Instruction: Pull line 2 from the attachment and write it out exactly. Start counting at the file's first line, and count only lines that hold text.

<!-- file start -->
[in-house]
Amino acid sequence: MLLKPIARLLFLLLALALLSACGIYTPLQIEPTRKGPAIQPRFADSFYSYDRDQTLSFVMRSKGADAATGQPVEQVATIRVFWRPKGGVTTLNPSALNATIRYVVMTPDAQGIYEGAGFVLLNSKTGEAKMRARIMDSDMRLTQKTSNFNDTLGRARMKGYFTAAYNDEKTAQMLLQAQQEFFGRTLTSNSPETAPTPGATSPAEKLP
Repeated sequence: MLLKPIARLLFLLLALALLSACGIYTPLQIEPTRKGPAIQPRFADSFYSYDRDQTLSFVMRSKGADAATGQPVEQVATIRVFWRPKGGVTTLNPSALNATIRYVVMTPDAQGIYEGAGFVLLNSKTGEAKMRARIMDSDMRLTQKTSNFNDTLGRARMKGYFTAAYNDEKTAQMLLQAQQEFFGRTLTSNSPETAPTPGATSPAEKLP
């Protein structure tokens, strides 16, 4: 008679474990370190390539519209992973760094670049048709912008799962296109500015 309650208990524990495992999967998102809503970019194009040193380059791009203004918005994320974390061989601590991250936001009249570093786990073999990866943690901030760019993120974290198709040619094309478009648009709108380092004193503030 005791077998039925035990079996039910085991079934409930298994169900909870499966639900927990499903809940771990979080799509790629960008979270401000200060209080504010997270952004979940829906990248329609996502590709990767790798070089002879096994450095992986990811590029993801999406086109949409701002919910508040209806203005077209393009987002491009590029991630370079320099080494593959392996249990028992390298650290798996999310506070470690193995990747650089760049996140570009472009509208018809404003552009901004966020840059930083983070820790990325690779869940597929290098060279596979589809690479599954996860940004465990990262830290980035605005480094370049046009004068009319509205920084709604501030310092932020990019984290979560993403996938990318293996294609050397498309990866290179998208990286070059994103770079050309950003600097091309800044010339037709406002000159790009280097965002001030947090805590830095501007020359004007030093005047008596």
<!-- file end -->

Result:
Amino acid sequence: MLLKPIARLLFLLLALALLSACGIYTPLQIEPTRKGPAIQPRFADSFYSYDRDQTLSFVMRSKGADAATGQPVEQVATIRVFWRPKGGVTTLNPSALNATIRYVVMTPDAQGIYEGAGFVLLNSKTGEAKMRARIMDSDMRLTQKTSNFNDTLGRARMKGYFTAAYNDEKTAQMLLQAQQEFFGRTLTSNSPETAPTPGATSPAEKLP